Flag Day is a good day to launch the commissioners’ new initiative. But patriotism and honoring our heritage is much more than waving a flag or making a speech. It is, in fact, on display every single day in how we live our lives, how we treat others and how we show, in the things we do, that we respect the freedoms and rights of others just as we would hope that they would respect our freedoms and rights.
Our success as a nation depends on our willingness to recognize and respect the rights of others, to sacrifice for the greater good if the need arises and to work together to build communities. In doing those things, we truly are celebrating the American way of life.”
Reprinted with permission from the Carrol Country Times www.carrollcountytimes.com/news/opinion/editorials/celebrate-america-on-flag-day
1. Hold them accountable. If they promise they are going to feed the cat at five, make sure they feed the cat at five. Don’t do it for them.
2. Make them responsible. If they are old enough to do homework, they are old enough to have that homework packed up and ready to take to school in the morning.
3. Don’t wait on them. You know very well there is a difference between taking care of your kids and catering to their every whim. You’re not doing them any favors with the latter.
4. Help them develop a strong work ethic. Have fun while demonstrating the satisfaction of a job well done. “Look how clean the car is. We made it shine!”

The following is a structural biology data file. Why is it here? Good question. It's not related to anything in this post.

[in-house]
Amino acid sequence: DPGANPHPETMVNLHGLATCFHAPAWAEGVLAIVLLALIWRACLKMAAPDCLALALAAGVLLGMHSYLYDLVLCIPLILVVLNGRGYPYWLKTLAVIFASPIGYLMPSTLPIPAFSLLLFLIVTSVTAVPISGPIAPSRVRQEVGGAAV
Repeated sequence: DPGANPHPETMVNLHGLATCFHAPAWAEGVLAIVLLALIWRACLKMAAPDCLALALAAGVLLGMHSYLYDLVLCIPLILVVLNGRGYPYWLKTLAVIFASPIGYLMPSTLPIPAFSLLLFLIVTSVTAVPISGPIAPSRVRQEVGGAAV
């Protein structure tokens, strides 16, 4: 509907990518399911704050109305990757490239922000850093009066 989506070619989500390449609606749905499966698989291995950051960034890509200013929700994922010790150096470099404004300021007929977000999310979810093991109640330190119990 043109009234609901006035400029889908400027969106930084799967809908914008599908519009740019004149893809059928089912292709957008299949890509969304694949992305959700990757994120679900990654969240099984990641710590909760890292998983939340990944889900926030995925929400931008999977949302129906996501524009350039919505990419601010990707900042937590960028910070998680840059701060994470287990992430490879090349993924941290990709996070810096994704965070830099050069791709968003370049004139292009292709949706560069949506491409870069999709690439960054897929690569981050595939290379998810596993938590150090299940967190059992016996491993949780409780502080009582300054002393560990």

5. Show them how you get over a disappointment. Hopefully it’s with honesty, maturity and grace. Let them know that just because something doesn’t go your way, you won’t give in to defeat, retribution or negativity.
6. It’s a cliché and a bumper sticker for good reason: Practice Random Acts of Kindness. Let your kids see that treating others with dignity, respect and generosity makes them a better person and the world a better place.
7. Point out the skills it takes for them to do things well: “You made your bed, hung up your clothes and took out the trash already? You are very organized and efficient this morning!”
8. Encourage team spirit and collaboration. Dispelling the ‘all about me’ attitude is going to help them in their personal and professional relationships.
9. Encourage their passions and curiosity. “You seemed fascinated by what the vet did today for Tinkerbelle. I read that the zoo offers behind-the-scenes tours of their veterinary facility, would you like to go on Saturday?”
10. Help connect-the-dots between their schoolwork and skills they use in every day life: “Thank you for counting my change for me. You must be doing really well in arithmetic. What else are you learning?”